By Dawn Ius
Jennifer Hillier distinctly remembers when everything about her writing changed. It was 2007, after she’d finished Chelsea Cain’s heart-stopping thriller, Heartsick.
“Here was a woman crime writer pulling zero punches about crafting a female villain who didn’t become a serial killer because of some ‘valid’ reason (self-protection, passion, revenge, money), but who instead murdered because she enjoyed killing people,” Hillier says. “There was violence, there was twisted sex, nothing faded to black, and it was all so…unapologetic, without feeling gratuitous.”
Empowered by Cain’s work, Hillier set out to write her own unapologetic thrillers, with her most recent psychological thriller, 2018’s Jar of Hearts, landing her an ITW Best Hardcover Novel nomination. Color her thrilled.
Having attended ThrillerFest since 2009—save a couple of years inbetween—winning this award would be significant for Hillier, but she acknowledges that the other books in her category provide some stiff competition. Keeping company with Jar of Hearts is Karin Slaughter’s Pieces of Me, Julia Heaberlin’s Paper Ghosts, Lou Berney’s November Road, and Paul Tremblay’s The Cabin at the End of the World.
A win would be especially meaningful for Tremblay as well, who says the acknowledgment from his peers is a tremendous honor. He’s especially “gratified that Cabin at the End of the World, which mixes genres and has an ending that, um, not all readers are on board with (shall we say), was nominated by ITW.”
The novel—described by Tremblay as “two men and their adopted daughter have their lakeside vacation ruined by invaders and, possibly the end of the world”—has garnered much discussion in online chat groups and acclaim from readers and critics alike.
Sweet reward for an author who claims he didn’t become a reader—much less a writer—until he was given a Stephen King book by his then girlfriend (now wife). Devouring The Stand lured Tremblay away from a life of mathematics—and to thank Stephen King for introducing him to the world of reading and writing, Tremblay would love to have him as a guest at the ThrillerFest Banquet July 14, when the award winners will be announced.
That honor would go to Kate Atkinson for Lou Berney, an author he says showed him that “there are a lot of different ways to write great thrillers.”
Clearly her unofficial tutorial has paid off—in addition to an ITW Hardcover Award nomination, Berney’s November Road recently won the Anthony Award for Best Novel.
“It’s such an amazing time right now for crime fiction and thrillers,” he says. “With so many terrific writers working at very high levels, just to be a finalist is a huge honor.”
Julia Heaberlin—author of the nominated thriller Paper Ghosts—concurs.
“I started attending ThrillerFest 12 years ago as an unpublished author, and this organization gave me hope and support at the embryonic stage,” she says. “So this nomination is full circle. It says I’m in the company of wonderful writers.”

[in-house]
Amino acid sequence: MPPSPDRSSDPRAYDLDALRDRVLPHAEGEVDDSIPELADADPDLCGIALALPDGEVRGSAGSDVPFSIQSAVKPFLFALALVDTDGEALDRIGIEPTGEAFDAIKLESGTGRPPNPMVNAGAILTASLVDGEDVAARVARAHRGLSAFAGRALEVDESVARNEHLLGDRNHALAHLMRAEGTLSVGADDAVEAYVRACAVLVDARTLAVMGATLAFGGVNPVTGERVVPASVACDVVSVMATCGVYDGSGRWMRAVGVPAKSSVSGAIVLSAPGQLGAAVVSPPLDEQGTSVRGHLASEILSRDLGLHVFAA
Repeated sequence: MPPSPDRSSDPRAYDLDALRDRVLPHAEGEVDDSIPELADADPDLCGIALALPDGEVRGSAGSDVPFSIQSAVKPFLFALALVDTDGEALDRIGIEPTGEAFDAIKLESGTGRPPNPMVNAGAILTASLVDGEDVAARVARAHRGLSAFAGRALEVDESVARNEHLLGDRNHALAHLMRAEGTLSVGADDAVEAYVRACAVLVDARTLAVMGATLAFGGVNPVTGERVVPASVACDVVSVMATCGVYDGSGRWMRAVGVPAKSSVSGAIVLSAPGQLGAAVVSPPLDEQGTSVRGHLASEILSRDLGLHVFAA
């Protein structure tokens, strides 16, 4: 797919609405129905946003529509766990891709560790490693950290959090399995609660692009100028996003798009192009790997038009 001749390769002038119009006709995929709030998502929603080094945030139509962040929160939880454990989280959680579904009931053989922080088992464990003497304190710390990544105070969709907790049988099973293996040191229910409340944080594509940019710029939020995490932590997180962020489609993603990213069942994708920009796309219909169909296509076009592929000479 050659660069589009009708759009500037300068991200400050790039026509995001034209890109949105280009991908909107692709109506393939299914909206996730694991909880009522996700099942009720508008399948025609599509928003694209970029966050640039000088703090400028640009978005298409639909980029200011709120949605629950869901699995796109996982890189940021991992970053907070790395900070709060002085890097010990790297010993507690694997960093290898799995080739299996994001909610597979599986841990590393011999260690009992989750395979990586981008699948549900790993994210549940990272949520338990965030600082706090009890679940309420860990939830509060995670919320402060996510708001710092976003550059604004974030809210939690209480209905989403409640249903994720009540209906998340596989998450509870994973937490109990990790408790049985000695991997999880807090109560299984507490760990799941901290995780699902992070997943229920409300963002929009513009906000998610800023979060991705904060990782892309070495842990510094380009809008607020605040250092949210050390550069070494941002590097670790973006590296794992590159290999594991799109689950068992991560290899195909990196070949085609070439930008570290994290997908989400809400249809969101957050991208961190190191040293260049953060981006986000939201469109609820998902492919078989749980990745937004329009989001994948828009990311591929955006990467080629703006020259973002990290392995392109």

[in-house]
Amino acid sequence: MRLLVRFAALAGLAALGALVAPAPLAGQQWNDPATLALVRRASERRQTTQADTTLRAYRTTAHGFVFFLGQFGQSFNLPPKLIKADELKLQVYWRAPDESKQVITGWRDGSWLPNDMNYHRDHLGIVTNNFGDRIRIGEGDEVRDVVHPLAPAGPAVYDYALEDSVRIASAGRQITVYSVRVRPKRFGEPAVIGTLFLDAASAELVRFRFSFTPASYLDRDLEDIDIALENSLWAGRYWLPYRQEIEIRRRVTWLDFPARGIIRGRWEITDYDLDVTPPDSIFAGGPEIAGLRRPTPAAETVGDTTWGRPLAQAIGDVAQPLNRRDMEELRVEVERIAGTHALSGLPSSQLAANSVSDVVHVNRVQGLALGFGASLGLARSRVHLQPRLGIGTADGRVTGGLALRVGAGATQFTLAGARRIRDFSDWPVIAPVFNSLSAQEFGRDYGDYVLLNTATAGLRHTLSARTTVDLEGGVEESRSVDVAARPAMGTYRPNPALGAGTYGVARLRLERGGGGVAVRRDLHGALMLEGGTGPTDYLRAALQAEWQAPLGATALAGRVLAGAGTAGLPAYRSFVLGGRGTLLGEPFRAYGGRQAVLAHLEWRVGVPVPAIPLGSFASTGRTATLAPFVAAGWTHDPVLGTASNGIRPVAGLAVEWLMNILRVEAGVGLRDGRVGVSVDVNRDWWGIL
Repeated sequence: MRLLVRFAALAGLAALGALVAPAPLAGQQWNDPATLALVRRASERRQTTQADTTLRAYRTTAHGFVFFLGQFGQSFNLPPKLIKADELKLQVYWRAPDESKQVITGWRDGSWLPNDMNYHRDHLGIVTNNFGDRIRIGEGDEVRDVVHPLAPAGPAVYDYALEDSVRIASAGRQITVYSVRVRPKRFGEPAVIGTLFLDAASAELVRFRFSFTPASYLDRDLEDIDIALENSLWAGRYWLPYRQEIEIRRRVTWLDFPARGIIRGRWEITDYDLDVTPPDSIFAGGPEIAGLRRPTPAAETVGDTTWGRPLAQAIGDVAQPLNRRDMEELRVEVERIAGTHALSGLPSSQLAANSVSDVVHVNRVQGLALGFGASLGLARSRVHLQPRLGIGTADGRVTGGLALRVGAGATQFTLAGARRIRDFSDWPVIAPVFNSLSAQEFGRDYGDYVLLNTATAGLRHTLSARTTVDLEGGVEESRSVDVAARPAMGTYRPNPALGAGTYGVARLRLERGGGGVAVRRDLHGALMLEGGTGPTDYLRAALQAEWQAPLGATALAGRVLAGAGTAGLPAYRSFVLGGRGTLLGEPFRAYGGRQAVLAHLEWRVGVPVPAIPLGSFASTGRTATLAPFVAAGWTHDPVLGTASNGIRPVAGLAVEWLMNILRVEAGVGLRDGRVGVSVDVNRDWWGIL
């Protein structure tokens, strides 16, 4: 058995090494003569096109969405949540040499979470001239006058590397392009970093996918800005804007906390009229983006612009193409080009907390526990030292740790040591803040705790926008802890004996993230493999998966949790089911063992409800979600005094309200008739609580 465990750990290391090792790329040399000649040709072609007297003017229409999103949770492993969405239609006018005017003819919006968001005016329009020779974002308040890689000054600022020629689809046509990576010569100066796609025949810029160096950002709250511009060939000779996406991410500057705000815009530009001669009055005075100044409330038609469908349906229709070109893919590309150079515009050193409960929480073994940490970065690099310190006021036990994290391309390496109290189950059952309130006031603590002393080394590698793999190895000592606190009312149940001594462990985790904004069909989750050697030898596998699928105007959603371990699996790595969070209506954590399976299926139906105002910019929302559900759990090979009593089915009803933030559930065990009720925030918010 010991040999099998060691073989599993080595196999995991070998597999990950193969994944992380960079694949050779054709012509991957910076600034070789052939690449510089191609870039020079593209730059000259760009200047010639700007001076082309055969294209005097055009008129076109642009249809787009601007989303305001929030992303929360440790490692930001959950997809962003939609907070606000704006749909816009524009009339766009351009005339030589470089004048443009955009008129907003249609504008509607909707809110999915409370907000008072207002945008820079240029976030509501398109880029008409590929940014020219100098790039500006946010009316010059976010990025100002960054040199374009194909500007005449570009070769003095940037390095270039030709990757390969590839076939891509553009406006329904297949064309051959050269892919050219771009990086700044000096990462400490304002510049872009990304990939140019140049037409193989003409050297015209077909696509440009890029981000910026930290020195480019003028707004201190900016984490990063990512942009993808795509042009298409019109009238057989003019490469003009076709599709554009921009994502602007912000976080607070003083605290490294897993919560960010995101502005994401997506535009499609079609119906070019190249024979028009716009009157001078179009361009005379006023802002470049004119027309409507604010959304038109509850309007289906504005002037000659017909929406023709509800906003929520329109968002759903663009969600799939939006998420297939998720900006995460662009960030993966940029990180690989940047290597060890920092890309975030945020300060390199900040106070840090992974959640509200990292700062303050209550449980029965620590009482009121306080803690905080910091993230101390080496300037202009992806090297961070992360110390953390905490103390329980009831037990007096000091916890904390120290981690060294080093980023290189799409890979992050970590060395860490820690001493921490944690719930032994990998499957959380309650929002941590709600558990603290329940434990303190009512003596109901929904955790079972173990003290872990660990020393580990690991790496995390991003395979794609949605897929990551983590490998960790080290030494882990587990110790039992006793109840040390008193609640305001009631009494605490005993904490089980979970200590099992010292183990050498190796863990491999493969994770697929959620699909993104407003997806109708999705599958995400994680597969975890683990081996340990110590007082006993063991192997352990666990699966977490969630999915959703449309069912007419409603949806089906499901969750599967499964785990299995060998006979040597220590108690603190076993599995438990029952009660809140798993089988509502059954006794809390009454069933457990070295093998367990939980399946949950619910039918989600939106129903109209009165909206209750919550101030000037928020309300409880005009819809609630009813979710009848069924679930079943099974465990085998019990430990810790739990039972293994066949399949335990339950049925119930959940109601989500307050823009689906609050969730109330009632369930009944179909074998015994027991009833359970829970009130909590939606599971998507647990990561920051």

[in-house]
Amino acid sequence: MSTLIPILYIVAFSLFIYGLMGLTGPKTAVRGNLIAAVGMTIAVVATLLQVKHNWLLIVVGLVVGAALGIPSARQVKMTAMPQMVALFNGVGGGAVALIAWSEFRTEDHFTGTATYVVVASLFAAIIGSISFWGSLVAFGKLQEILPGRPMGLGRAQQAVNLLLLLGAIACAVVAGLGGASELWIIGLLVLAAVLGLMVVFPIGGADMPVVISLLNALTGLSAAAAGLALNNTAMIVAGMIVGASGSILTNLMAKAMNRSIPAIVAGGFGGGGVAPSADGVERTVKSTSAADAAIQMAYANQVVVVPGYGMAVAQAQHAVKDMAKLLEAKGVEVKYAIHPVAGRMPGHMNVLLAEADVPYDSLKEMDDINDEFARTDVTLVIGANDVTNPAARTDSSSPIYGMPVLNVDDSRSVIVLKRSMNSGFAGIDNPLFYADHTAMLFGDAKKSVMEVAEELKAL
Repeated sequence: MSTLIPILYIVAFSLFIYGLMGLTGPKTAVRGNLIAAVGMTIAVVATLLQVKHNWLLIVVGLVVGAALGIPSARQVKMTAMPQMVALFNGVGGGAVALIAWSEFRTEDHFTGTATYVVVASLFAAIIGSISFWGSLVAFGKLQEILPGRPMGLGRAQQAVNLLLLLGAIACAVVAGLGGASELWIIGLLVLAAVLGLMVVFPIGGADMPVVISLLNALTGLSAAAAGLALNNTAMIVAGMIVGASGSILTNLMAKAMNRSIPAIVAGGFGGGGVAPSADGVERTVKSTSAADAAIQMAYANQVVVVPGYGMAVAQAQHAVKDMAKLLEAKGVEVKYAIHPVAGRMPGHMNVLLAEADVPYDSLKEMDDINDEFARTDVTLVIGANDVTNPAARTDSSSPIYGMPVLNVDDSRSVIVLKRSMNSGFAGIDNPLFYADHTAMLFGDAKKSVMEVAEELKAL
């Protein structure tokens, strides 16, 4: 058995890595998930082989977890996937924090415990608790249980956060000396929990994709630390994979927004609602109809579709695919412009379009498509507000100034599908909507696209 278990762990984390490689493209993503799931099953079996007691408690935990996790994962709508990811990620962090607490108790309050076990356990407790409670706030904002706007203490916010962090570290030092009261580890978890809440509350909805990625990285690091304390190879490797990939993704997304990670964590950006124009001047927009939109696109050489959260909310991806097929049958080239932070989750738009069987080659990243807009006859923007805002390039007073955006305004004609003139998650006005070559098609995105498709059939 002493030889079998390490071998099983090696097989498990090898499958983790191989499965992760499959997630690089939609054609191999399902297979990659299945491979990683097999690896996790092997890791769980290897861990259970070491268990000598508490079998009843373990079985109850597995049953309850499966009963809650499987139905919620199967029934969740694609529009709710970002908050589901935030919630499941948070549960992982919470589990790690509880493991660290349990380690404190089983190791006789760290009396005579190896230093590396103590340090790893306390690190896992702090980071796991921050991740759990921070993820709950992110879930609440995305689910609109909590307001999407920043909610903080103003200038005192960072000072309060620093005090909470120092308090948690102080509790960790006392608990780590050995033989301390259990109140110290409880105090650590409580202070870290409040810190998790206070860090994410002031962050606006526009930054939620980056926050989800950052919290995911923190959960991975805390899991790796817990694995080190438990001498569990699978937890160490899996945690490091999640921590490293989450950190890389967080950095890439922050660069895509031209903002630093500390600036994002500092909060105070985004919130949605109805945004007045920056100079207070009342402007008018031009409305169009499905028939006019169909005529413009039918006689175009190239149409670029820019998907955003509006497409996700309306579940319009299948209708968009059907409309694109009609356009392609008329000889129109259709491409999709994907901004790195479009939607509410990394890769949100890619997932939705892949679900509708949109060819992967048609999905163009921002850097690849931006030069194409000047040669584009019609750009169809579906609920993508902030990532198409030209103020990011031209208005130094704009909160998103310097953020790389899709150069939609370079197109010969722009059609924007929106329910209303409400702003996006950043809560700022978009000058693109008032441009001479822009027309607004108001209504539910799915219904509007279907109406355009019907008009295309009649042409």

Heaberlin puts a lot of faith in connections. At the age of 27, a stranger saved her life, and though she’s never seen her since that night, Heaberlin sends a Thanksgiving card every year.
“I had a son four years later; I’ll never forget that his existence is because of a twist of fate that put us in the same room,” she says. “That randomness is a theme that travels through my books.”
Scroll down to read an excerpt from the Goodreads descriptions about each of the books nominated in the Best Hardcover Novel category. Will your favorite be on the podium on Saturday, July 14 at ThrillerFest in New York?
Set against the assassination of JFK, a poignant and evocative crime novel that centers on a desperate cat-and-mouse chase across 1960s America—a story of unexpected connections, daring possibilities, and the hope of second chances from the Edgar Award-winning author of The Long and Faraway Gone.
Carl Louis Feldman is an old man who was once a celebrated photographer. That was before he was tried for the murder of a young woman and acquitted. before his admission to a care home for dementia. Now his daughter has come to see him, to take him on a trip. Only she’s not his daughter and, if she has her way, he’s not coming back . . .
This is the story of three best friends: one who was murdered, one who went to prison, and one who’s been searching for the truth all these years . . .
Andrea Oliver’s mother, Laura, is the perfect small-town mum. Laura lives a quiet but happy life in sleepy beachside Belle Isle. She’s a pillar of the community: a speech therapist, business owner and everybody’s friend. And she’s never kept a secret from anyone. Or so Andrea thinks.
The Bram Stoker Award-winning author of A Head Full of Ghosts adds an inventive twist to the home invasion horror story in a heart-palpitating novel of psychological suspense that recalls Stephen King’s Misery, Ruth Ware’s In a Dark, Dark Wood, and Jack Ketchum’s cult hit The Girl Next Door.